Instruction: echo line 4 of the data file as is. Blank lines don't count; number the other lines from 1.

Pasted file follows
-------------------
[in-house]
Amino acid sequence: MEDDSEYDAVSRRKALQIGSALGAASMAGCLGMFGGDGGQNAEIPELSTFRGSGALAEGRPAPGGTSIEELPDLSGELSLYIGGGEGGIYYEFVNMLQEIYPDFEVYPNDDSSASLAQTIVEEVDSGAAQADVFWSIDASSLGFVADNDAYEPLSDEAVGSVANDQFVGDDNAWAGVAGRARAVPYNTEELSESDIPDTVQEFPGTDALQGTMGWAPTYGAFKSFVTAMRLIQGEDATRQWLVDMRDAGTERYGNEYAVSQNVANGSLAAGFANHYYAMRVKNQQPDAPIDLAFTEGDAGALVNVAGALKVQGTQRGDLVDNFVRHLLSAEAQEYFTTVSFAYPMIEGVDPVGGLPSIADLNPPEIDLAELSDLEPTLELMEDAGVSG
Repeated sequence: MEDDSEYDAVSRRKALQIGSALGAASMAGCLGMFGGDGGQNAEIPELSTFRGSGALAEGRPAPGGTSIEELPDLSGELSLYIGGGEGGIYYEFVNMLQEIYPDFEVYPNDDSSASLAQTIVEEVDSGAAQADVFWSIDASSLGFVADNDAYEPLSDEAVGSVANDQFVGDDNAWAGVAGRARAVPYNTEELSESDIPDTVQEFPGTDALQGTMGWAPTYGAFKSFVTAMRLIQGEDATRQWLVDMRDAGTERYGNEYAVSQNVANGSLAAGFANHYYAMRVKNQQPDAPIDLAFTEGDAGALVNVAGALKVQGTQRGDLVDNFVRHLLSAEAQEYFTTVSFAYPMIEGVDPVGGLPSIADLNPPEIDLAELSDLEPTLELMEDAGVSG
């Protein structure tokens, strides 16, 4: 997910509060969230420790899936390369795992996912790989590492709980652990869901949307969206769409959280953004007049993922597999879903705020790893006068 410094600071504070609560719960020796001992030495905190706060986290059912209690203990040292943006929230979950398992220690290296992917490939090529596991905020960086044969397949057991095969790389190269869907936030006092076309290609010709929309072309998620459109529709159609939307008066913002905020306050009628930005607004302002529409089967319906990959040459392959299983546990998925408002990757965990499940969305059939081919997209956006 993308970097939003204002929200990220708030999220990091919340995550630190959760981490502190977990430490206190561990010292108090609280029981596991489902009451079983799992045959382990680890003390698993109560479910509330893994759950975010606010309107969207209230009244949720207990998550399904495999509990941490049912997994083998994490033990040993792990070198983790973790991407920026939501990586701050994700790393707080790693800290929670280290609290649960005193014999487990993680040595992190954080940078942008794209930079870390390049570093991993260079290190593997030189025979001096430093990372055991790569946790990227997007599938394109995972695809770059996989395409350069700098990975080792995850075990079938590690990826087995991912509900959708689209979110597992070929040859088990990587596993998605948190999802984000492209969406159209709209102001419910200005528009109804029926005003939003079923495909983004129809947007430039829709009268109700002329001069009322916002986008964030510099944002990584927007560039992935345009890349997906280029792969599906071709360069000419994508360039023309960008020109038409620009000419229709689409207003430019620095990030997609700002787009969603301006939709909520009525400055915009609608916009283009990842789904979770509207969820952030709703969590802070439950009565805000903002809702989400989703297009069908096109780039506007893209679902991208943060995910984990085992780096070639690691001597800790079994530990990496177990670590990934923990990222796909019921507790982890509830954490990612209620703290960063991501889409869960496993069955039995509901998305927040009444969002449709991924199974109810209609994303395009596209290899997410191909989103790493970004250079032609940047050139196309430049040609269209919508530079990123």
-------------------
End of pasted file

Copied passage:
């Protein structure tokens, strides 16, 4: 997910509060969230420790899936390369795992996912790989590492709980652990869901949307969206769409959280953004007049993922597999879903705020790893006068 410094600071504070609560719960020796001992030495905190706060986290059912209690203990040292943006929230979950398992220690290296992917490939090529596991905020960086044969397949057991095969790389190269869907936030006092076309290609010709929309072309998620459109529709159609939307008066913002905020306050009628930005607004302002529409089967319906990959040459392959299983546990998925408002990757965990499940969305059939081919997209956006 993308970097939003204002929200990220708030999220990091919340995550630190959760981490502190977990430490206190561990010292108090609280029981596991489902009451079983799992045959382990680890003390698993109560479910509330893994759950975010606010309107969207209230009244949720207990998550399904495999509990941490049912997994083998994490033990040993792990070198983790973790991407920026939501990586701050994700790393707080790693800290929670280290609290649960005193014999487990993680040595992190954080940078942008794209930079870390390049570093991993260079290190593997030189025979001096430093990372055991790569946790990227997007599938394109995972695809770059996989395409350069700098990975080792995850075990079938590690990826087995991912509900959708689209979110597992070929040859088990990587596993998605948190999802984000492209969406159209709209102001419910200005528009109804029926005003939003079923495909983004129809947007430039829709009268109700002329001069009322916002986008964030510099944002990584927007560039992935345009890349997906280029792969599906071709360069000419994508360039023309960008020109038409620009000419229709689409207003430019620095990030997609700002787009969603301006939709909520009525400055915009609608916009283009990842789904979770509207969820952030709703969590802070439950009565805000903002809702989400989703297009069908096109780039506007893209679902991208943060995910984990085992780096070639690691001597800790079994530990990496177990670590990934923990990222796909019921507790982890509830954490990612209620703290960063991501889409869960496993069955039995509901998305927040009444969002449709991924199974109810209609994303395009596209290899997410191909989103790493970004250079032609940047050139196309430049040609269209919508530079990123």